is counting really worth it?

toddy

Platinum Member
if i am learning something new and it is troubling me then i might count.
if i am playing live then i generally never do. i'm usually doing backing vocals so whilst counting 1,2,3,4 may be good for some styles it might prove annoying.
 

ccsimms

Senior Member
when you are learning polyrhythms you will definitely have to start counting, that is if you want subdivide them. you may be able to get away with not counting quarter note triplets while subdividing them just because theyre the naturally most felt polyrhythms, but the more complicated rhythms you subdivide over them it may be easier. for example if you subdivided two quarter note triplets into seven eighth note septuplets, itd be helpful. then when subdividing quarter note quintuplets, i dont have to count, but if i subdivide something a bit more complex like quarter note septuplets, i cant even do it under my breath, i HAVE to count louder than my playing. this helps because you establish the counter rhythm so you can hear that steady pulse and temporarily ignore the actually quarter note pulse enabling you to more easily subdivide the polyrhythm...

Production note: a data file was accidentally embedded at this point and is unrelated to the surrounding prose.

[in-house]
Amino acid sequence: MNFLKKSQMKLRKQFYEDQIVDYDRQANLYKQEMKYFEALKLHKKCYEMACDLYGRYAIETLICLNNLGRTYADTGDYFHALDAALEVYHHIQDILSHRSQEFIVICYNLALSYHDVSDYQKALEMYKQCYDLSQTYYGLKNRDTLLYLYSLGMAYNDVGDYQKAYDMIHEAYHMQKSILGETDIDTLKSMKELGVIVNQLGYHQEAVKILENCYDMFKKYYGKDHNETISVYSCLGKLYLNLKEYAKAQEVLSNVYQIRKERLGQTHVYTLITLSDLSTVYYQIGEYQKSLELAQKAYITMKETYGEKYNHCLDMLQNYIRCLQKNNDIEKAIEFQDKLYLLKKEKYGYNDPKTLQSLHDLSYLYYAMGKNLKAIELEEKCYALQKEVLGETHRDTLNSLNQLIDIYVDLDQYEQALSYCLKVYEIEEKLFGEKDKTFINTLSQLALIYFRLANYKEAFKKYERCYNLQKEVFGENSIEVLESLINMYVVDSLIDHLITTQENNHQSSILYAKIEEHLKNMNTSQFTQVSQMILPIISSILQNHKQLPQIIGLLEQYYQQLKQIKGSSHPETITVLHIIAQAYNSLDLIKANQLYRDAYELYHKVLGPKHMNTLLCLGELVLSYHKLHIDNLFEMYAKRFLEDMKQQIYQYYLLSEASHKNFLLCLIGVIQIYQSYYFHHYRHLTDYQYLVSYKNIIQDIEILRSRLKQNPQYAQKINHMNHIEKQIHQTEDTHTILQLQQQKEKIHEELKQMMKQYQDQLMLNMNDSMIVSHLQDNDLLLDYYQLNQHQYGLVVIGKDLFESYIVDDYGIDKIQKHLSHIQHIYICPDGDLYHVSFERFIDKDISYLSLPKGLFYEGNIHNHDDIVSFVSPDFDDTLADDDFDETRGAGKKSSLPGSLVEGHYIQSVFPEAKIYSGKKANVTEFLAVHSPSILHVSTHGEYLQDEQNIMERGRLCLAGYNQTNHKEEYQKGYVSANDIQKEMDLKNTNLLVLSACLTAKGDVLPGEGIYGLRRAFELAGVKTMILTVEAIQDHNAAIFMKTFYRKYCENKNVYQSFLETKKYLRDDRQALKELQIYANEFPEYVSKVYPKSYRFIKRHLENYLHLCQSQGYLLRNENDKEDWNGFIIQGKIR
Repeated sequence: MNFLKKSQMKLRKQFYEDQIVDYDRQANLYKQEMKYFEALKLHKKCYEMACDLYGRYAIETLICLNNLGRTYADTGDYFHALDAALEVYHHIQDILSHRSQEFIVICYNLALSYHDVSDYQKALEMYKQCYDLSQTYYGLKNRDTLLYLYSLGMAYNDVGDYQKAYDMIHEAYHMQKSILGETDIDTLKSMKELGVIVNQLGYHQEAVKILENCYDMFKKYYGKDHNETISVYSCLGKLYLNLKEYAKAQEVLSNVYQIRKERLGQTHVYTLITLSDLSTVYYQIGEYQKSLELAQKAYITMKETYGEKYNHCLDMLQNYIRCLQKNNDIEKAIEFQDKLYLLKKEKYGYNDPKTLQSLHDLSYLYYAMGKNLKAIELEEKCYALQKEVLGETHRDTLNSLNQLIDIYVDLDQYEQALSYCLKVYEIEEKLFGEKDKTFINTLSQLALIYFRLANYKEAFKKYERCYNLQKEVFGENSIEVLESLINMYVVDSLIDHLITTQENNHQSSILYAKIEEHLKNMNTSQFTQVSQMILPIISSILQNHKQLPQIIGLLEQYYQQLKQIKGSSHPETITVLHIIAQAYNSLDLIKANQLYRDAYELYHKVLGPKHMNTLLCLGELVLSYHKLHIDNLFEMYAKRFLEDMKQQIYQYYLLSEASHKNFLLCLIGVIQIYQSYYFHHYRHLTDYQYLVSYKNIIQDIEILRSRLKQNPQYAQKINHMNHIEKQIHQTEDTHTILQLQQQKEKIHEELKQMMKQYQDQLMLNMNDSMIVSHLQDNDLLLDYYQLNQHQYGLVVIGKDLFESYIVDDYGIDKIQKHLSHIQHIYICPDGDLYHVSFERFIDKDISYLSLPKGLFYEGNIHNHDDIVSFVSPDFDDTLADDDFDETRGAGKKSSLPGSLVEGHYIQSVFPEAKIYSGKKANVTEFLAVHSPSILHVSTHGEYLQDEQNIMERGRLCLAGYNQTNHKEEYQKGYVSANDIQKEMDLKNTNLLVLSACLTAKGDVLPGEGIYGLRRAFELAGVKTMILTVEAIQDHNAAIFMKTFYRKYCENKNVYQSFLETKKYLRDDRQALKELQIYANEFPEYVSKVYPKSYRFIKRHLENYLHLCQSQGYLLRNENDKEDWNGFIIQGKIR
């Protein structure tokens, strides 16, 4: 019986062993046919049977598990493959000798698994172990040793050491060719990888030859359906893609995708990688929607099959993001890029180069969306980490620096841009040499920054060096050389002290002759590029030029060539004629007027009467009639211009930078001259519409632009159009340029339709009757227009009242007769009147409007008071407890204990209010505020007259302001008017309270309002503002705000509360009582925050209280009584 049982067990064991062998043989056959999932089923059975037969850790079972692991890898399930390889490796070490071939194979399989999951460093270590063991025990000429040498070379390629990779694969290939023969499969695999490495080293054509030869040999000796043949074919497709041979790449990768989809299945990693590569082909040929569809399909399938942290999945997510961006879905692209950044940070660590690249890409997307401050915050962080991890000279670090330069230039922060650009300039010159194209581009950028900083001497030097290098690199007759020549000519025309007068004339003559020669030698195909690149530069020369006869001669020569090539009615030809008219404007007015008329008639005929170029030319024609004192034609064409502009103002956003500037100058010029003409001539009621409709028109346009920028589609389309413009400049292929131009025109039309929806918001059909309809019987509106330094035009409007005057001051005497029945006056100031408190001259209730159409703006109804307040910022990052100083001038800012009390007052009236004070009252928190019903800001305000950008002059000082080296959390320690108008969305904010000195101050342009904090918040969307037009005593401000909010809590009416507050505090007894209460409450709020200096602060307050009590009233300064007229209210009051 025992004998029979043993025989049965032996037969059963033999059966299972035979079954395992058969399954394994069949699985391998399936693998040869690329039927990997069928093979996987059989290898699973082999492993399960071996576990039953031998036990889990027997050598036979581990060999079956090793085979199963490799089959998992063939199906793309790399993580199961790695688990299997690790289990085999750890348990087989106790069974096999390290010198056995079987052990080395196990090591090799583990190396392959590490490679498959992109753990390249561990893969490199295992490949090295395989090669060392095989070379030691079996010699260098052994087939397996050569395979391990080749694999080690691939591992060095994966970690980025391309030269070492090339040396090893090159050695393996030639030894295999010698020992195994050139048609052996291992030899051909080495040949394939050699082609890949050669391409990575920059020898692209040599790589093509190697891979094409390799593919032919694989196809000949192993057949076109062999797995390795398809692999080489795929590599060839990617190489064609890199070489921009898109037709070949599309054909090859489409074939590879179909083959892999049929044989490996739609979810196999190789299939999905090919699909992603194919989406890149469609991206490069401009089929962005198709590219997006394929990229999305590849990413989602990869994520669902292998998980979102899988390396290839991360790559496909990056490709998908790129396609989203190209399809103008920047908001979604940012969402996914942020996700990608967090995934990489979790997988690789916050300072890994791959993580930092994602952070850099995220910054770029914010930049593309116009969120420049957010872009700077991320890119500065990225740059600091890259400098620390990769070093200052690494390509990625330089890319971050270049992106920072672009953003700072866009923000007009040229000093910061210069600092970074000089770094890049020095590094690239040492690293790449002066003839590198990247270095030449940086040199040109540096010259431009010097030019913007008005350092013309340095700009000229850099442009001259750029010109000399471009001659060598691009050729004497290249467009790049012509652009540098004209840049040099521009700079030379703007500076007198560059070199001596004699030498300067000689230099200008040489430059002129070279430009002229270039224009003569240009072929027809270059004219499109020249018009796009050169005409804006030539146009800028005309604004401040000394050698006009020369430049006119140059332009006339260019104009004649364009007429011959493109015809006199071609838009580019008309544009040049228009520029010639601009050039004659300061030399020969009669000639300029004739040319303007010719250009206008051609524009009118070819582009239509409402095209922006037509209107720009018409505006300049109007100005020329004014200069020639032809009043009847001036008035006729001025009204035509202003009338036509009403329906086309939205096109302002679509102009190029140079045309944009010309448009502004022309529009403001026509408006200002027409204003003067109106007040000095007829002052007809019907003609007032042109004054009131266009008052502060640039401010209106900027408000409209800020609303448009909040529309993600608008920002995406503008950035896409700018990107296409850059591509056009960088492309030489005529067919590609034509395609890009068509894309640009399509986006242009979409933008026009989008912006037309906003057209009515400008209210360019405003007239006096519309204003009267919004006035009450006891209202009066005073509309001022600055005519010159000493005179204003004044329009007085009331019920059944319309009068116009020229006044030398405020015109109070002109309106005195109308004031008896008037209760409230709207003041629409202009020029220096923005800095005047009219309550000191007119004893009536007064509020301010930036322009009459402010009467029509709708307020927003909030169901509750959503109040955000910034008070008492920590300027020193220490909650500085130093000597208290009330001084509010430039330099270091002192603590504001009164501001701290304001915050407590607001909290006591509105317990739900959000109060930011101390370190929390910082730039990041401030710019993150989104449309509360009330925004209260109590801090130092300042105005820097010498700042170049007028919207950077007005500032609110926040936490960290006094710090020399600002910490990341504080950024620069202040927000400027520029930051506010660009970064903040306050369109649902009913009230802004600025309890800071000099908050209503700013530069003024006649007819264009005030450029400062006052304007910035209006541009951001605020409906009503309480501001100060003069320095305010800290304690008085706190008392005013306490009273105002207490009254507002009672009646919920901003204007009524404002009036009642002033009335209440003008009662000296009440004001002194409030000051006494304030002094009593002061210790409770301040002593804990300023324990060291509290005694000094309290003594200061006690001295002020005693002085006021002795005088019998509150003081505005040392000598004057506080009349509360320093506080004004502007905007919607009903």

chris4355

Member
well I started practicing while counting....

i think it helps in a sense that I now know how to count while playing with my band, as far as everyday practicing though i still prefer the click, though i count with it now.


i am enjoying the ability to be able to make use of it in jamming situations, especially when switching from one beat the another, it makes the transition smoother.
 

Swiss Matthias

Platinum Member
The click can confuse and distract me too but I have learned that if I get off beat, usually after a transition or fill, it allows me to get back on track MUCH quicker than without it.
This can be dangerous: If you get off beat without the click, you and the band will be moving on from this "new point" as if nothing happened.
But if you're playing to the metronome, and then lose the time for a moment, and as you realize go "back" to it, you actually lose the beat again!! For the listener there is only one flaw in the time, as you get a little faster or slower, only if you try to go back to the metronome there will be a second flaw in time! In fact you should adjust the metronome to the new beat! Going back to the metronome is an unnatural thing to do.

Since I've realized that in my practice room I always let the metronome start over in my new time if I lost track somewhere. Going back to the metronome would be a very unnatural and artificial thing to do.
 
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